Netizens Welcome Bid to Curb Degree Fraud
   2013-01-02 02:32:27    China Daily      Web Editor: Mao Yaqing

A new regulation to combat academic degree fraud, with harsh punishments for offenders, has been welcomed by the public.

The regulation, issued by the Ministry of Education, covers fake papers associated with diplomas.

Students can be expelled from universities for forging a diploma thesis or dissertation, while teachers can be demoted or even fired, under the regulation which took effect on New Year's Day.

The regulation, which, it is believed, will help improve the quality of diploma papers and bring rampant plagiarism under control, won approval from Internet users.

A Netizen called Beijing Native SHA said on Sina Weibo, the Chinese Twitter-like service: "It is a good regulation. Problems are serious now and it's about time we had a regulation to resolve them."

Another netizen, Science Education Dream Chaser, said on Weibo: "It's never too strict", adding that it was the right course of action.

Fake papers have been troubling universities and embarrassing education authorities nationwide, as students have been able to pay just a few hundred yuan, or less, to buy papers completed by someone else.

Typing the keywords "ghostwrite, diploma paper" on taobao.com, one of China's biggest online shopping websites, brings up as many as 620 items, while in an online store with the logo "original ghost writers", a paper sold for as little as 10 yuan ($1.60).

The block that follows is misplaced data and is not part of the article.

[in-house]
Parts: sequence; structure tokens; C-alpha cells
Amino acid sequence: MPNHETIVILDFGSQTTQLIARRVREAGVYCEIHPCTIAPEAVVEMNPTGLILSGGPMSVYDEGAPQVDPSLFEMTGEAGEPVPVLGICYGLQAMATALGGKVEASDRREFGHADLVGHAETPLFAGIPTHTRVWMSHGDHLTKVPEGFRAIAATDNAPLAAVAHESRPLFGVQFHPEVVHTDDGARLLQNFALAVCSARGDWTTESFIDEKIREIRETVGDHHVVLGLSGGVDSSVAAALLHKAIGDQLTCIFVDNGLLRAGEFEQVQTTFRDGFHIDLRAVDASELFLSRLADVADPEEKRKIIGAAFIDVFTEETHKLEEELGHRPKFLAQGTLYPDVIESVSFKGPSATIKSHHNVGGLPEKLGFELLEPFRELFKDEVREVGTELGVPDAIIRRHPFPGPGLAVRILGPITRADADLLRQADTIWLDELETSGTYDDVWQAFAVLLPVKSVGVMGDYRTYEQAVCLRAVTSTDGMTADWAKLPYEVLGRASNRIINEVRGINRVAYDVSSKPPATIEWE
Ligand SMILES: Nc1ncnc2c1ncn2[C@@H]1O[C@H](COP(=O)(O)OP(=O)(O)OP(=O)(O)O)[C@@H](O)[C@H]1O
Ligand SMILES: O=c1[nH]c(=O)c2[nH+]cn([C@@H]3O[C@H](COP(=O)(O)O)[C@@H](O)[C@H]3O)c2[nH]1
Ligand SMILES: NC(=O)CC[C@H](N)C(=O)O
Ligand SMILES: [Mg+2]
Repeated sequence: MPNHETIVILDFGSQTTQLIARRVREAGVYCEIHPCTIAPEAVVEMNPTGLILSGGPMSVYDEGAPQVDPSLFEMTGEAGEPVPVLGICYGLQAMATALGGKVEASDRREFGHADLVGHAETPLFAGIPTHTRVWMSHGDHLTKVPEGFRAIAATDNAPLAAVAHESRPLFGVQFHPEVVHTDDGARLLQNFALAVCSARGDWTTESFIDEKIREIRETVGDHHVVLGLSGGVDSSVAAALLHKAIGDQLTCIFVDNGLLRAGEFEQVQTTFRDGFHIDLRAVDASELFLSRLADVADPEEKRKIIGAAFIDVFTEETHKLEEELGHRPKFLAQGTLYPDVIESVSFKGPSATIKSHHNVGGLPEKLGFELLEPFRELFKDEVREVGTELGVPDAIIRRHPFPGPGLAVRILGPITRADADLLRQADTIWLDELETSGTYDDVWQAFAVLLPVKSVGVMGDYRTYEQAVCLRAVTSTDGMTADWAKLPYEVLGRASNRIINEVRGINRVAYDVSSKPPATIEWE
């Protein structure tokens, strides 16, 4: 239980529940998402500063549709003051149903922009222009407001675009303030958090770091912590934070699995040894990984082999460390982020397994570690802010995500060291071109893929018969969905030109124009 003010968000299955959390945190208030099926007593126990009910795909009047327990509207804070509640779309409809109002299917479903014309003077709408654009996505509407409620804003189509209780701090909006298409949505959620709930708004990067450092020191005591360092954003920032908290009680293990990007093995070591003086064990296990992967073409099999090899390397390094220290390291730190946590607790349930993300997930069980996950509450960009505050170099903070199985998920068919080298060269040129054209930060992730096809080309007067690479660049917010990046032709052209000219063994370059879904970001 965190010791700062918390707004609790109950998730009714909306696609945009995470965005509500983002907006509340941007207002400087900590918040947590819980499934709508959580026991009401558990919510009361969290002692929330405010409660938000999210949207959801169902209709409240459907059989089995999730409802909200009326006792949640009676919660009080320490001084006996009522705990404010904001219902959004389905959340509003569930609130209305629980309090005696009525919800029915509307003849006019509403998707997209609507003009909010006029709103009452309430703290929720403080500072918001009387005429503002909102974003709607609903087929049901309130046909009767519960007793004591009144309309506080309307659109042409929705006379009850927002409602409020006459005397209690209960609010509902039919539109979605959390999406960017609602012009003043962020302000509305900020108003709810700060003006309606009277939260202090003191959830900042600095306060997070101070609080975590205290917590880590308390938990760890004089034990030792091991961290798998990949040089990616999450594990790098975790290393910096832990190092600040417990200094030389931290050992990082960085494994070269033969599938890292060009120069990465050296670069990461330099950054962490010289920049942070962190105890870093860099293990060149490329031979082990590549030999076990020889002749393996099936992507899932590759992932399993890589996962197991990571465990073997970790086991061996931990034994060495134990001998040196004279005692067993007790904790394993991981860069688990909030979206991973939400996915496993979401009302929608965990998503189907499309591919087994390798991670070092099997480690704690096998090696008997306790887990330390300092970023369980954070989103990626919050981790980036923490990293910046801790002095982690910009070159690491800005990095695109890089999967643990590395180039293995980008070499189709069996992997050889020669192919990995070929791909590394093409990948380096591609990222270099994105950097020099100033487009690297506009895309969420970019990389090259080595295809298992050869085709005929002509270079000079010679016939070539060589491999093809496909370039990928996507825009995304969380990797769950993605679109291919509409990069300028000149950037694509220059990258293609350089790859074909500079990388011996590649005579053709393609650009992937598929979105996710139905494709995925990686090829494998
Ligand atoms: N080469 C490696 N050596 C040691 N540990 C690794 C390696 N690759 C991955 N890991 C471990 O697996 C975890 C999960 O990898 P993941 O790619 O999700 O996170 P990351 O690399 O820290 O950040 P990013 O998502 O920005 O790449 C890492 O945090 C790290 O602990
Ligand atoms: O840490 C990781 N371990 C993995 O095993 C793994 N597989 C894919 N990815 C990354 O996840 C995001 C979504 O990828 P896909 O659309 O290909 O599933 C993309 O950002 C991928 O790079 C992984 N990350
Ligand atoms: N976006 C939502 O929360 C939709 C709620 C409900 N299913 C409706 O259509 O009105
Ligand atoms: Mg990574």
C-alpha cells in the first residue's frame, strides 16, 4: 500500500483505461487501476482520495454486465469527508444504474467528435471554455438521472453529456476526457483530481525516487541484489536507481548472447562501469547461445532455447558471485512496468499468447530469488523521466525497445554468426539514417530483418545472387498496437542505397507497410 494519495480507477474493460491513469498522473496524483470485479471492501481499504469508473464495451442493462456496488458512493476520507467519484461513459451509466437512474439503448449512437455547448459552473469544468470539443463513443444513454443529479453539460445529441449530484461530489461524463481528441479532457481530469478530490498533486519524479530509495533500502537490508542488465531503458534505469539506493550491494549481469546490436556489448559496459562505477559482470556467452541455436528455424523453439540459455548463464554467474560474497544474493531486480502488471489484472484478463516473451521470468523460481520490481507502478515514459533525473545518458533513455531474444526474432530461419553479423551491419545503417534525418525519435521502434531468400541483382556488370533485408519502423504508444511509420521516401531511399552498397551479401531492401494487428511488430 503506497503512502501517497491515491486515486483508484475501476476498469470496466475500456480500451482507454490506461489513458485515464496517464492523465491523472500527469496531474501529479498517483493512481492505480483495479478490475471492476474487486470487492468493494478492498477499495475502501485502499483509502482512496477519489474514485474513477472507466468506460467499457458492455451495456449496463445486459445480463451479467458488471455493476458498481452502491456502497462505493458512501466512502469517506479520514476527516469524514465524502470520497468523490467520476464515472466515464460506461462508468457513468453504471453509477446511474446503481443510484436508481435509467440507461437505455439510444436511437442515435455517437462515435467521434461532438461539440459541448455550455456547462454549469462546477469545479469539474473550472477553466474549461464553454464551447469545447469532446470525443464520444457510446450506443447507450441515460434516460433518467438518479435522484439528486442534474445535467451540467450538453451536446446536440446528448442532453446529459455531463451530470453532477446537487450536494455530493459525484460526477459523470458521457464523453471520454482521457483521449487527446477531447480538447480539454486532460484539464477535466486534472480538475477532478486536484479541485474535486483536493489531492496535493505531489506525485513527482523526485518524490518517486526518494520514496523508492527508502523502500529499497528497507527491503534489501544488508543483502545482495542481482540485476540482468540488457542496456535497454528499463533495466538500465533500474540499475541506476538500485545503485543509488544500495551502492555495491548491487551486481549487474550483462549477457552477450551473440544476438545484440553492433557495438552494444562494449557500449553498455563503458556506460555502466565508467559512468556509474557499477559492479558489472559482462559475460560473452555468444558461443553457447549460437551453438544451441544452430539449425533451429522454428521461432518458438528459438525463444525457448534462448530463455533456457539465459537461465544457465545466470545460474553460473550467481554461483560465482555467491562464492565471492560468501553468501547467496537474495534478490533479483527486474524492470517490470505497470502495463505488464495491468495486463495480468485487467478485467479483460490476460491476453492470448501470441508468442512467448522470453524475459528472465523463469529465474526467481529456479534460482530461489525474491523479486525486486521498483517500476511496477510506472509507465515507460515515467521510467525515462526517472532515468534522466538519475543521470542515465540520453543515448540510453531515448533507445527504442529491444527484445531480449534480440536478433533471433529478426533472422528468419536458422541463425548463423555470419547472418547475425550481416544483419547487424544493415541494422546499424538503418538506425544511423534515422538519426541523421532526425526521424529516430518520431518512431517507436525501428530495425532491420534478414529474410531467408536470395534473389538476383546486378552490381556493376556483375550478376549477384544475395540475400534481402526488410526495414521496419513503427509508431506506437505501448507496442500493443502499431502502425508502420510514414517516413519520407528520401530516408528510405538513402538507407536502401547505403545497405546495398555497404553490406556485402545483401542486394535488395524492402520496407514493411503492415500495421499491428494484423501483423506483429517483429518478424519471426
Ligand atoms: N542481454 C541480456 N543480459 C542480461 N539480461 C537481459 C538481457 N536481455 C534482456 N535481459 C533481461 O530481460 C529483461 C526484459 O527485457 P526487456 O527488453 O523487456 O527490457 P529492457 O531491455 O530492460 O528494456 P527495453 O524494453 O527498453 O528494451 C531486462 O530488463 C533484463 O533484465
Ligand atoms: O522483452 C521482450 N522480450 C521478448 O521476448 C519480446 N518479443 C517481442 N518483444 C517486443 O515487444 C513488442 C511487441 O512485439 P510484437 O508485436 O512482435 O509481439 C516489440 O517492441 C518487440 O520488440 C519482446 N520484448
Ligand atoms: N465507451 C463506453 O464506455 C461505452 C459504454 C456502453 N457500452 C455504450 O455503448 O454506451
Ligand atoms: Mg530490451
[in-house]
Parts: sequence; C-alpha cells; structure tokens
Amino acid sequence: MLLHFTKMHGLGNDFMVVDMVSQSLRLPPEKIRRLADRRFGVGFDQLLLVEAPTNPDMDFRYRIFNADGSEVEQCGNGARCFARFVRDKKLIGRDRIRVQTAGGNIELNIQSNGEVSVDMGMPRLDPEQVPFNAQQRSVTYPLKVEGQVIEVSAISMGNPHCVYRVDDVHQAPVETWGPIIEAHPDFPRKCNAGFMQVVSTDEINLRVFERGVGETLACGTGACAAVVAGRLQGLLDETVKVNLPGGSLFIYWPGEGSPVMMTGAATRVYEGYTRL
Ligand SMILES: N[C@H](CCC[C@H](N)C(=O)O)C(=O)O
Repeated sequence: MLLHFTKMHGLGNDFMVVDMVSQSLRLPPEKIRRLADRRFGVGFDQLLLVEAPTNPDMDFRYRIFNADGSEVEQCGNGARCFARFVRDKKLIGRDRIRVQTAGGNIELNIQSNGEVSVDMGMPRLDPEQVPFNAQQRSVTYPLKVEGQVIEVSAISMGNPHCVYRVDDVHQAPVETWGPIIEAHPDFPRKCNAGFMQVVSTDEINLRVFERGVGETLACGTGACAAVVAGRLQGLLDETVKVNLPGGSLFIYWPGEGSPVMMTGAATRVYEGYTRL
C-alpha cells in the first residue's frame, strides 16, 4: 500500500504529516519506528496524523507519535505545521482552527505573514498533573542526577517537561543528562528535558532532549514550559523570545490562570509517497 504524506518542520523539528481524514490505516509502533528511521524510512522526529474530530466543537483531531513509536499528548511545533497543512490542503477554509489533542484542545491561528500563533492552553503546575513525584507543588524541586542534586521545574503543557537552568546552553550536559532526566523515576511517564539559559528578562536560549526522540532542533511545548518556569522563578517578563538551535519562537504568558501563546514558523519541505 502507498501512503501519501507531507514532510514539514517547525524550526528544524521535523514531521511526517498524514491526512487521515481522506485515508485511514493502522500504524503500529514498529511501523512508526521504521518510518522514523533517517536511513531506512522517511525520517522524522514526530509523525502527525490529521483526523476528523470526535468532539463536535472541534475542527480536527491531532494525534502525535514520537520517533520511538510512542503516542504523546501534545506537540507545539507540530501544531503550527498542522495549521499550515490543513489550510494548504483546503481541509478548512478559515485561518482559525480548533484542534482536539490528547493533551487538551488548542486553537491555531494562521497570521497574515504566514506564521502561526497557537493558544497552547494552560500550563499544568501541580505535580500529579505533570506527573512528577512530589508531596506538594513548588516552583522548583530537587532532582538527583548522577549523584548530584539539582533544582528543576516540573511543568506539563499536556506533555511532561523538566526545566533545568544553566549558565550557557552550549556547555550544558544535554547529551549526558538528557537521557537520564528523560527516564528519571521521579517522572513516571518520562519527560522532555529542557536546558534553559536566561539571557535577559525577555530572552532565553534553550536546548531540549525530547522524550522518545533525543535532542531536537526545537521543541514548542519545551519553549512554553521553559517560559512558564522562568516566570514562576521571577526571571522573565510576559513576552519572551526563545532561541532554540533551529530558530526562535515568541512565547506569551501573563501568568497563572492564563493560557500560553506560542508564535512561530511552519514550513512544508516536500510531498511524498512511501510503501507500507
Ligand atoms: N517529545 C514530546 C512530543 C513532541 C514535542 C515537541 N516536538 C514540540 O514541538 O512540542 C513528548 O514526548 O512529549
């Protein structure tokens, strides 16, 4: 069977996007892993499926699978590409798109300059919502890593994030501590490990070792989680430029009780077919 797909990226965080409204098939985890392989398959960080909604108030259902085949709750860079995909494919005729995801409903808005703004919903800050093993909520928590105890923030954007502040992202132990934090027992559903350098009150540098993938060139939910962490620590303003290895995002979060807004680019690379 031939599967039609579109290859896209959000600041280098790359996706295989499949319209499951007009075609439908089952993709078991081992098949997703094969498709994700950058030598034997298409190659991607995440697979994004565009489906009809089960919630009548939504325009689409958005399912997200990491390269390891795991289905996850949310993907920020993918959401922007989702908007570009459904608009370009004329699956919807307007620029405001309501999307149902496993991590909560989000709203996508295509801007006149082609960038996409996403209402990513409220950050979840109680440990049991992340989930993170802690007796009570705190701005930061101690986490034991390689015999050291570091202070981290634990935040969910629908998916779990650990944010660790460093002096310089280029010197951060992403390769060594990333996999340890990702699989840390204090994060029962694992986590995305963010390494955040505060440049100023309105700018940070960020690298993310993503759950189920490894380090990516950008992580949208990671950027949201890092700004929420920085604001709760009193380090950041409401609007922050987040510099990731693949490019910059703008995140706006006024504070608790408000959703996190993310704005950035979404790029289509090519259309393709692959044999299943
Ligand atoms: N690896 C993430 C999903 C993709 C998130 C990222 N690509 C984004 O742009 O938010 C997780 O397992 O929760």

In the past 30 days, 2,426 papers were sold, trading records show.

Some buyers even dared to comment on the service. A message left by an anonymous purchaser on Nov 21 reads: "The paper is well written. It gained praise from professors and fellow students. It is good to have a store like this to help me tackle the annoyance of writing a paper. Thanks."

Under the regulation, those offering fake papers to others can be expelled if they are students, and be fired if they are faculty members.

For current students who risk involvement with fake papers associated with their diplomas, including purchasing them, finding ghostwriters, and being guilty of plagiarism or making up data, universities can cancel their candidacies.

For those who have already gained diplomas, if their papers are found to be fake, they can lose the diplomas, with their transgressions announced publicly, and applications to resit the diplomas not being accepted for three years.

Faculty members whose students hand in fake papers will be given a warning, demoted, or even fired.

Although most people have welcomed the new regulation, some have asked questions.

Ba Shusong, a researcher with the State Council Development Research Center, said on his weibo account: "The key is how to implement (the regulation)."

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